Wisdom Teeth – A Word To The Wise

Wisdom Teeth – A Word To The Wise

Sometimes less is more. And sometimes you gain wisdom by letting wisdom go. I’m talking about your wisdom teeth, and as part of a routine dental visit, your dentist will examine you to determine if they are healthy and properly positioned. Based on the condition of your mouth, your dentist could recommend removal your wisdom teeth. They may also refer you to a specialist such as an oral surgeon to evaluate their condition and provide appropriate treatment.  Every patient is different, but in general, wisdom teeth may need to be removed when there is evidence of changes in the mouth such as pain, infection, cysts, tumors, damage to adjacent teeth, gum disease, or tooth decay.

Your dentist or specialist could also recommend removal of teeth to prevent problems or for others reasons, for instance: when removal is part of an orthodontic, restorative or periodontal treatment plan. Additionally, the condition of your mouth changes over time. Wisdom teeth that remain in the mouth should always continue to be monitored, because the potential for developing problems later on is still there. As with other health conditions, people are at greater risk for health problems as they age, and that includes potential problems with their wisdom teeth.  It is pivitol for patients to know that they should always feel free to discuss treatment plans with their dentists, particularly if they don’t understand or are unsure about the recommended treatment. Regularly scheduled dental visits are important so your dentist can evaluate not just your wisdom teeth but your overall oral health to help you prevent and manage dental disease and achieve optimal oral health moving forward.

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Stem Cells from Teeth – The Next Big Thing?

Stem Cells from Teeth – The Next Big Thing?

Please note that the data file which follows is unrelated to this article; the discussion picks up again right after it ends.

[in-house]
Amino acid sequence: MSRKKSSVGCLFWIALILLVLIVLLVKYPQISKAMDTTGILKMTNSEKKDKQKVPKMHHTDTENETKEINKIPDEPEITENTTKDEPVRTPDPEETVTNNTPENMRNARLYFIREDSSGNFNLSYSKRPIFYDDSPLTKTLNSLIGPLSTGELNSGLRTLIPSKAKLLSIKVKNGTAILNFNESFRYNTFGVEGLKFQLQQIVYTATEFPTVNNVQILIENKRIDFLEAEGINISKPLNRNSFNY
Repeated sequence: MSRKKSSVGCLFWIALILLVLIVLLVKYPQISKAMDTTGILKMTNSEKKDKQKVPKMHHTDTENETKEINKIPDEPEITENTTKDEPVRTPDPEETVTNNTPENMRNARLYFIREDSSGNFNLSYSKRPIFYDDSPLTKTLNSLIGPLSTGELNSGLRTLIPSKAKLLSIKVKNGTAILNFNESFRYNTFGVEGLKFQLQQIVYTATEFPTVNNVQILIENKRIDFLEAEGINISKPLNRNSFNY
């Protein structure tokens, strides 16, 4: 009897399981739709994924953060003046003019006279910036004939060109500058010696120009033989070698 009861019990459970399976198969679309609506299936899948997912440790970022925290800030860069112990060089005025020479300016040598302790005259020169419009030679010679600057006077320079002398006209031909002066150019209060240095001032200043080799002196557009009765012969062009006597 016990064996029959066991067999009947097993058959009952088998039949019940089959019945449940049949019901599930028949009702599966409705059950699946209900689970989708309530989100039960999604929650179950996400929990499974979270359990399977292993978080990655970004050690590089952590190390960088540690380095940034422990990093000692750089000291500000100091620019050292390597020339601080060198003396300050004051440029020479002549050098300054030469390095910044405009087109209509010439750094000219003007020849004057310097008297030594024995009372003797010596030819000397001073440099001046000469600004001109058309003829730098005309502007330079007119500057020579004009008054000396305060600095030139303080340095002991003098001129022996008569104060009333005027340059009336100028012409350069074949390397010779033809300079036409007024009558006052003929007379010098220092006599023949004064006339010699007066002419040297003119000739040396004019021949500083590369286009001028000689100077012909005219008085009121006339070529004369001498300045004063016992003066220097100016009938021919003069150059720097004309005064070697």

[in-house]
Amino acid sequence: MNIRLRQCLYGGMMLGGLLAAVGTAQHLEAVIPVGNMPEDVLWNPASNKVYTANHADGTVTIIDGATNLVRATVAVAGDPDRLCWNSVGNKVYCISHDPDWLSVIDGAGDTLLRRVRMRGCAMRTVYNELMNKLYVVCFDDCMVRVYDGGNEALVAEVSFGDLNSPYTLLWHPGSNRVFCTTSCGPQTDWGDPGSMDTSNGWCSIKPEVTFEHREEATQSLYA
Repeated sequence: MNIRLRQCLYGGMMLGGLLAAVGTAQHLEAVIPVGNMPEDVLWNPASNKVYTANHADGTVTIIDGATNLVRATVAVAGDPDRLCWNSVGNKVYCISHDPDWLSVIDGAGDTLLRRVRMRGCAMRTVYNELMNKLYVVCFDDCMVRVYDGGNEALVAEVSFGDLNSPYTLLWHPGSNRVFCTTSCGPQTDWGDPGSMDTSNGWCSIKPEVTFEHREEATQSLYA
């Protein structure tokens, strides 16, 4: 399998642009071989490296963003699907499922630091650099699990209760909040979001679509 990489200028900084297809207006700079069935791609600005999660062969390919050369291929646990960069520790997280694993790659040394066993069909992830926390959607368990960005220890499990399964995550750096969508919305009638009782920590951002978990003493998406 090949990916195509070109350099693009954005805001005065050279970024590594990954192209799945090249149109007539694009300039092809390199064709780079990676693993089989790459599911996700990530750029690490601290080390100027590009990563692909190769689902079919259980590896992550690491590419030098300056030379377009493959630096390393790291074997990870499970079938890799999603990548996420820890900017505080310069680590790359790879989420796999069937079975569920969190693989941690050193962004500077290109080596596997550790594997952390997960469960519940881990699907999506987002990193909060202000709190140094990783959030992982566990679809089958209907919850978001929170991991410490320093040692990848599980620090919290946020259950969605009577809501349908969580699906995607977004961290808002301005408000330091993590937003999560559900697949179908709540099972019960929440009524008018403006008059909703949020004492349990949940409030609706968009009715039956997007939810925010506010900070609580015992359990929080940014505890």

Trust me when I say that after you finish reading this article, you will have a whole new perspective on your teeth – especially those that have fallen out! Before you say I am crazy, think about this: Let’s take a moment to envision a world where victims of spinal cord injuries can walk again, where there are organs readily available for those in need of a transplant, and where diabetes is no longer treated with insulin shots – but rather cured by implanting insulin producing pancreatic is­lets grown from the individual’s own stem cells. This is the potential of stem cell based regenerative medicine as envisioned by both the NIH (National Institutes of Health) and the HHS (Department of Health and Human Services). Both the NIH and HHS have committed significant resources to the field of regenerative medicine, and both predict it will revolutionize medicine as we know it today; improving quality of life while reducing health care costs.

As quoted from the HHS, “This revolutionary technology has the potential to develop therapies for previously untreatable diseases and conditions. Ex­amples of diseases regenerative medicine can cure include: diabetes, heart disease, renal failure, osteoporosis and spinal cord injuries. Virtually any disease that results from malfunctioning, damaged, or failing tissues may be potentially cured through regenerative medicine therapies.” This amazing technology has so much potential that the US military is spending hundreds of millions of dollars in order to develop regenerative stem cell therapies to treat injured soldiers returning from battle.

Now let’s take a step back and answer a more basic question – What exactly is regenerative medicine? According to the NIH, “Regenerative Medicine is the process of creating living, functional tissues to repair or re­place organ function lost due to age, disease, damage or congenital defects. This field holds the promise of regenerating damaged tissues and organs in the body by stimulating previously irreparable organs to heal themselves.” In other words, regenerative medicine utilizes stem cells which are the body’s own natural repair and maintenance mechanisms to address disease and trauma.

Did you know that stem cells are the only cells in our body that can regenerate? Certain types of stem cells have the ability to ‘differentiate.’ This allows stem cells to turn into a broad range of specialized tissue types. This means that stem cells can regenerate organs, tissues, bones and much more. As a result, we are witnessing stem cell therapies being developed to treat disease and trauma such as Parkinson’s, Alzheimer’s, diabetes, MS, arthritis, heart disease, spinal cord injuries, joint replacement, genetic diseases and many more!

Regenerative medicine is not science fiction or decades away – it is happening today. We are witnessing organ transplants with organs built entirely from a person’s own stem cells. Additionally, heart tissue, bone, insulin producing pancreatic beta cells and other tissues are being grown from stem cells. With the continued success of such procedures, personalized stem cell applications will soon become the new standard of treatment.

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